New video of French hostages held by al Qaeda
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A Mauritanian news website released new video Saturday showing four of six French hostages held by al Qaeda's branch in North Africa asking for a new round of negotiations to secure their release. The six men were abducted in Niger in September 2010.
REUTERS - Four French men kidnapped by al Qaeda militants in northern Niger almost two years ago appeared in a video on Saturday appealing to French President Francois Hollande and their employers to continue negotiations to secure their release.
The seven-minute video, posted on a Mauritanian news website, shows the four men -- Pierre Legrand, Daniel Larribe, Thierry Dole and Marc Ferret - looking healthy and kneeling in a desert setting with armed men in traditional Bedouin clothing and turbans standing over them carrying kalashnikov rifles.
The video is the first evidence to emerge in nearly 18 months proving the hostages kidnapped by al-Qaeda’s north African arm (AQIM) are alive.
France’s Foreign Ministry said the men shown in the video were the French hostages named and it was working to authenticate when the footage was shot.
“We are Wednesday, August 29 and it will soon be two years we’re here. I am in good health and I am well treated,” Larribe, the oldest of the four men, said in the video.
The four were among seven people working for French nuclear group Areva and Sogea-Satom, a subsidiary of construction group Vinci, who were kidnapped in September 2010 in the town of Arlit in Niger’s northern uranium mining zone.
Larribe’s wife, a Togolese and a Malagasy man were freed the February following their kidnap.
The kidnappers have demanded a 90 million euro ($127 million) ransom for the return of the hostages, which was dismissed by the previous French government which said it would not negotiate with AQIM.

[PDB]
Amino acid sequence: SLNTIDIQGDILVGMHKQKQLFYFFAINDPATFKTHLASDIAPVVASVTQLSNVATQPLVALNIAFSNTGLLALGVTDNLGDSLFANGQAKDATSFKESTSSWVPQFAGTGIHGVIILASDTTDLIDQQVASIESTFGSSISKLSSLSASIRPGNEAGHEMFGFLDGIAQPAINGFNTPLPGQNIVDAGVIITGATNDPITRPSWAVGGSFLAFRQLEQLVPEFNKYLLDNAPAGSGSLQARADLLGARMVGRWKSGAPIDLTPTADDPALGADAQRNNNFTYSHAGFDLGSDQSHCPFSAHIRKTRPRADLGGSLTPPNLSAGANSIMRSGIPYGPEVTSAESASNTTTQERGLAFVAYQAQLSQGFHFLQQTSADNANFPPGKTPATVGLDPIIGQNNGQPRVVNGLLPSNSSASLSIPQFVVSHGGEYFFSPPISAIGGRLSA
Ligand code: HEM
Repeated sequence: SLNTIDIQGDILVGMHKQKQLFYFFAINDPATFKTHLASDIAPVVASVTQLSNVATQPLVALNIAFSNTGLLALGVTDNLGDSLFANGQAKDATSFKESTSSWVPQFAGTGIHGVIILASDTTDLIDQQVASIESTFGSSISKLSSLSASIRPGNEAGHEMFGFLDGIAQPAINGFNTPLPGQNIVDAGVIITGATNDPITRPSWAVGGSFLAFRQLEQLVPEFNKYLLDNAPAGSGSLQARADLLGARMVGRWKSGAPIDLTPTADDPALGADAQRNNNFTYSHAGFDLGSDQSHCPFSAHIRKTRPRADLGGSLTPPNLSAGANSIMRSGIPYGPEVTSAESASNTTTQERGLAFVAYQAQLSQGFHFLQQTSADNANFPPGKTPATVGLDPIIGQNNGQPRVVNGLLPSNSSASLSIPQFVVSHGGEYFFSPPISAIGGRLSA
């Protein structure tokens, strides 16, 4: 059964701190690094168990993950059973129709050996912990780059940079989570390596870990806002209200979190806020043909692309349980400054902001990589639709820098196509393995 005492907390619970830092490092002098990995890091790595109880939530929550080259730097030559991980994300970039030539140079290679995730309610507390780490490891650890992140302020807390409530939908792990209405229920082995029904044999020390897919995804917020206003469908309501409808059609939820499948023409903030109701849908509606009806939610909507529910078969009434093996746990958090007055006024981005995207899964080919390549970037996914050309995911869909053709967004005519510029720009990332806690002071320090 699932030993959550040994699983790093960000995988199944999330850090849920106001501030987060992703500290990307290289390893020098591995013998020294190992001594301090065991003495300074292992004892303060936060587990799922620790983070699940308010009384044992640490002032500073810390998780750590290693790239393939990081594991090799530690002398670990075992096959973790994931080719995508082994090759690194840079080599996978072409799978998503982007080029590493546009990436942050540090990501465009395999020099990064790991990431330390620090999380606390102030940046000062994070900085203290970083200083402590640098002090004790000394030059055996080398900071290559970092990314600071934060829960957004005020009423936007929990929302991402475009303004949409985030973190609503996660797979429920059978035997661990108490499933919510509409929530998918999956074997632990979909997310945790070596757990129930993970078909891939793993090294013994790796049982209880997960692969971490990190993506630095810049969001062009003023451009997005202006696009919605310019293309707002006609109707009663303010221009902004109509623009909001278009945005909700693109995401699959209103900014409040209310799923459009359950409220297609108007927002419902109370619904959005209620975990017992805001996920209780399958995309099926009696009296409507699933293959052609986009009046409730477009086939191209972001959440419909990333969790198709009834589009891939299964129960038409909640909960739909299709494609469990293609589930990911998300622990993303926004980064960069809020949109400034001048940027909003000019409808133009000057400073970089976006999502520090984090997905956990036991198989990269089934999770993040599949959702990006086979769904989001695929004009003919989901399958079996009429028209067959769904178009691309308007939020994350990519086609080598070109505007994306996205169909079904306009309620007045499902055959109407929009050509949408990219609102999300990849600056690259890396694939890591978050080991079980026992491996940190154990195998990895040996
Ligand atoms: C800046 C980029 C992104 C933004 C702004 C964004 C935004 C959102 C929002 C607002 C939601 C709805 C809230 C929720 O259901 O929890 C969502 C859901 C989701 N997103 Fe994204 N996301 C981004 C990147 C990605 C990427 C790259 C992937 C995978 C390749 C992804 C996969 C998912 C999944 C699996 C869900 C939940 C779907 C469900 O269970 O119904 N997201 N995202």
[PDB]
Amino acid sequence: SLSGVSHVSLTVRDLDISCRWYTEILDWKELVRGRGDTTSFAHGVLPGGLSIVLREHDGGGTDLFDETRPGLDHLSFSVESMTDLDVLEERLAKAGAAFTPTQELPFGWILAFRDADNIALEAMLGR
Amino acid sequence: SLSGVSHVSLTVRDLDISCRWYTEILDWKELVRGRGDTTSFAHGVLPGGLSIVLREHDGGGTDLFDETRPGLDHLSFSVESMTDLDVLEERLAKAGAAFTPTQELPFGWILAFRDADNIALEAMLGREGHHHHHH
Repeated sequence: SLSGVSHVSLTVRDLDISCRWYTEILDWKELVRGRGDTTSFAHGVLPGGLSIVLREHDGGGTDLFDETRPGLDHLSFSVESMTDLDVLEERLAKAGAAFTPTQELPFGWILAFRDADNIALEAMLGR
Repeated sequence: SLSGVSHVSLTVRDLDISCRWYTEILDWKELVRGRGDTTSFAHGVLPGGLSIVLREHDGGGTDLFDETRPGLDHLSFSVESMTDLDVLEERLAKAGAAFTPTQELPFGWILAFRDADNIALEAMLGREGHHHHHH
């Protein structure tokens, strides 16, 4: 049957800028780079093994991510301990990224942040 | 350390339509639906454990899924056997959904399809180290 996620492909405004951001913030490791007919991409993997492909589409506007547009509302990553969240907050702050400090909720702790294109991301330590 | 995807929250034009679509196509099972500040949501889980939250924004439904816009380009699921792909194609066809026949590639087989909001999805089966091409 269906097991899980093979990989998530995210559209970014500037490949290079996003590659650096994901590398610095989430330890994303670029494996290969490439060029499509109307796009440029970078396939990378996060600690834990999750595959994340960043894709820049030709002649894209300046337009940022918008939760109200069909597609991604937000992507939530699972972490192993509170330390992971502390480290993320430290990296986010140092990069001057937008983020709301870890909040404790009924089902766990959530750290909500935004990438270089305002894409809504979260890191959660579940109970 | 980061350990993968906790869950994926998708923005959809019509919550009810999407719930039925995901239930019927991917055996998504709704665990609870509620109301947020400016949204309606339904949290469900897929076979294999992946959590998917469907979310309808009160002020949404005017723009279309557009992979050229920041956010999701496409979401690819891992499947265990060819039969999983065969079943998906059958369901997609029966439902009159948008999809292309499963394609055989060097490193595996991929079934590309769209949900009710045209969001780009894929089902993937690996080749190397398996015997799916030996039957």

Ferret in the video urged the French government to begin talking to al Qaeda to free them.
“Two years have passed. It’s not normal. Have you forgotten me? I was in Arlit for a precise goal and not for tourism.”
The youngest of the four, Legrand, looks more drained in the video than the other three.
“Two years is difficult whether it’s health or morale. I am tired. You must do something with al-Qaeda so I can come home,” he said in the footage.
The four men are each shown against different backgrounds and the armed men behind them are not the same, suggesting they may have been separated. It is not known whether men are still being held in Niger or have been moved to a neighbouring country in the Sahel region.
Christine Cauhape, Ferret’s sister, told BFM-TV the French government had to do more to ensure the men were released.
“We are fed up with this ... of not doing much or the minimum. We are going to ask the president, government and firms to do something to get them out,” she said.
The Sahara Medias website which carried the video is widely regarded as one of the more reliable news portals in Mauritania and has a strong network of contacts with Islamists in the region. It has previously shown videos of kidnapped hostages.
AQIM, which operates across West and North Africa’s vast Sahara desert, now controls with its Islamist allies the northern two-thirds of Mali, which borders Niger. It also holds two other French hostages.
Mathieu Guidere, an al-Qaeda specialist at the University of Toulouse said the release of the video days before the anniversary of the Sept. 11 attacks aimed to put pressure on French authorities.
“Even for (AQIM) two years is very long. With the geopolitical situation in the region changing for AQIM - it is effectively at home in northern Mali - it’s looking to resolve this problem,” he said.
“It’s offering a chance to the French authorities and the companies. What’s sure is that AQIM wants to raise pressure.”
Regional and Western governments have compared the situation in Mali and the wider Sahel to Afghanistan, as a mix of local and foreign Islamists have hijacked a rebellion initially launched in January by secular Tuareg separatist rebels.
African leaders and Western governments including the United States and France, the former colonial power in the region, have been discussing the idea of a Western-backed African military intervention force going in to try to expel the rebels from the north and reunite divided Mali.